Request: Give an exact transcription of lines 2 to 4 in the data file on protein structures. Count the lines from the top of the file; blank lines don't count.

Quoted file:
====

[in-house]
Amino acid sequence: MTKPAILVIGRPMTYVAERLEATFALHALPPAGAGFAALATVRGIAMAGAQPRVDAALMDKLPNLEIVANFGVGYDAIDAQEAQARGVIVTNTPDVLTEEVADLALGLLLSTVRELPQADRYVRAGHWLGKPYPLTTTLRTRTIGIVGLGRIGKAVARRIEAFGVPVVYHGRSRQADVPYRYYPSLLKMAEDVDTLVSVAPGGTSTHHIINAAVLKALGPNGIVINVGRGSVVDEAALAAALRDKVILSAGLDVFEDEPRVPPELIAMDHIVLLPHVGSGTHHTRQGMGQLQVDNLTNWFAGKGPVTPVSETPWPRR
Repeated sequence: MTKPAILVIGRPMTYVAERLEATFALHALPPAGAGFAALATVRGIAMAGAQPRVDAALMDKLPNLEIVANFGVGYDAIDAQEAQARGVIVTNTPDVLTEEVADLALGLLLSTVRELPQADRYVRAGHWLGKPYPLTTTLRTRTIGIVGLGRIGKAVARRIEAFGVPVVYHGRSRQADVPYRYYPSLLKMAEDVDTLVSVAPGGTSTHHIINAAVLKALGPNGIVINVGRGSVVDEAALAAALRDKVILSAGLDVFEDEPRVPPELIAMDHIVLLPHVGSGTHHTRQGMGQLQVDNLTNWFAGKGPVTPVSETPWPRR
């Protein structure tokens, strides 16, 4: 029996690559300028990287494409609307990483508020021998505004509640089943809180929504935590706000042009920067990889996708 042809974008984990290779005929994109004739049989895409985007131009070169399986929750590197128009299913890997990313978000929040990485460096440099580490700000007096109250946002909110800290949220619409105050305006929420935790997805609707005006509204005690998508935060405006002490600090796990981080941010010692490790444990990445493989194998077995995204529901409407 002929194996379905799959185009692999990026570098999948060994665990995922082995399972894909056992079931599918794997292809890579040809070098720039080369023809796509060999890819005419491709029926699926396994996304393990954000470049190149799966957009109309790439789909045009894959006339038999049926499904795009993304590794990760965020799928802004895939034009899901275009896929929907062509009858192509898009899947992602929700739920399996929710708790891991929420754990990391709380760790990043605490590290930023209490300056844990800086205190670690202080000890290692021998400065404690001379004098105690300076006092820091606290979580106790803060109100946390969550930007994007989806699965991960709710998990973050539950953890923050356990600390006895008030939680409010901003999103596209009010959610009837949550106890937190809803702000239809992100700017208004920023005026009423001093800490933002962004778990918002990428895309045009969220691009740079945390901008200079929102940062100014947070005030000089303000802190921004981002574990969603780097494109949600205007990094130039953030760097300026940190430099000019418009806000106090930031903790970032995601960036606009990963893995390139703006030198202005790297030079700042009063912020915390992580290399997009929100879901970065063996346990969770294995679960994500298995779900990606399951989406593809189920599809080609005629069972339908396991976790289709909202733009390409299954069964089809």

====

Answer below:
Amino acid sequence: MTKPAILVIGRPMTYVAERLEATFALHALPPAGAGFAALATVRGIAMAGAQPRVDAALMDKLPNLEIVANFGVGYDAIDAQEAQARGVIVTNTPDVLTEEVADLALGLLLSTVRELPQADRYVRAGHWLGKPYPLTTTLRTRTIGIVGLGRIGKAVARRIEAFGVPVVYHGRSRQADVPYRYYPSLLKMAEDVDTLVSVAPGGTSTHHIINAAVLKALGPNGIVINVGRGSVVDEAALAAALRDKVILSAGLDVFEDEPRVPPELIAMDHIVLLPHVGSGTHHTRQGMGQLQVDNLTNWFAGKGPVTPVSETPWPRR
Repeated sequence: MTKPAILVIGRPMTYVAERLEATFALHALPPAGAGFAALATVRGIAMAGAQPRVDAALMDKLPNLEIVANFGVGYDAIDAQEAQARGVIVTNTPDVLTEEVADLALGLLLSTVRELPQADRYVRAGHWLGKPYPLTTTLRTRTIGIVGLGRIGKAVARRIEAFGVPVVYHGRSRQADVPYRYYPSLLKMAEDVDTLVSVAPGGTSTHHIINAAVLKALGPNGIVINVGRGSVVDEAALAAALRDKVILSAGLDVFEDEPRVPPELIAMDHIVLLPHVGSGTHHTRQGMGQLQVDNLTNWFAGKGPVTPVSETPWPRR
């Protein structure tokens, strides 16, 4: 029996690559300028990287494409609307990483508020021998505004509640089943809180929504935590706000042009920067990889996708 042809974008984990290779005929994109004739049989895409985007131009070169399986929750590197128009299913890997990313978000929040990485460096440099580490700000007096109250946002909110800290949220619409105050305006929420935790997805609707005006509204005690998508935060405006002490600090796990981080941010010692490790444990990445493989194998077995995204529901409407 002929194996379905799959185009692999990026570098999948060994665990995922082995399972894909056992079931599918794997292809890579040809070098720039080369023809796509060999890819005419491709029926699926396994996304393990954000470049190149799966957009109309790439789909045009894959006339038999049926499904795009993304590794990760965020799928802004895939034009899901275009896929929907062509009858192509898009899947992602929700739920399996929710708790891991929420754990990391709380760790990043605490590290930023209490300056844990800086205190670690202080000890290692021998400065404690001379004098105690300076006092820091606290979580106790803060109100946390969550930007994007989806699965991960709710998990973050539950953890923050356990600390006895008030939680409010901003999103596209009010959610009837949550106890937190809803702000239809992100700017208004920023005026009423001093800490933002962004778990918002990428895309045009969220691009740079945390901008200079929102940062100014947070005030000089303000802190921004981002574990969603780097494109949600205007990094130039953030760097300026940190430099000019418009806000106090930031903790970032995601960036606009990963893995390139703006030198202005790297030079700042009063912020915390992580290399997009929100879901970065063996346990969770294995679960994500298995779900990606399951989406593809189920599809080609005629069972339908396991976790289709909202733009390409299954069964089809």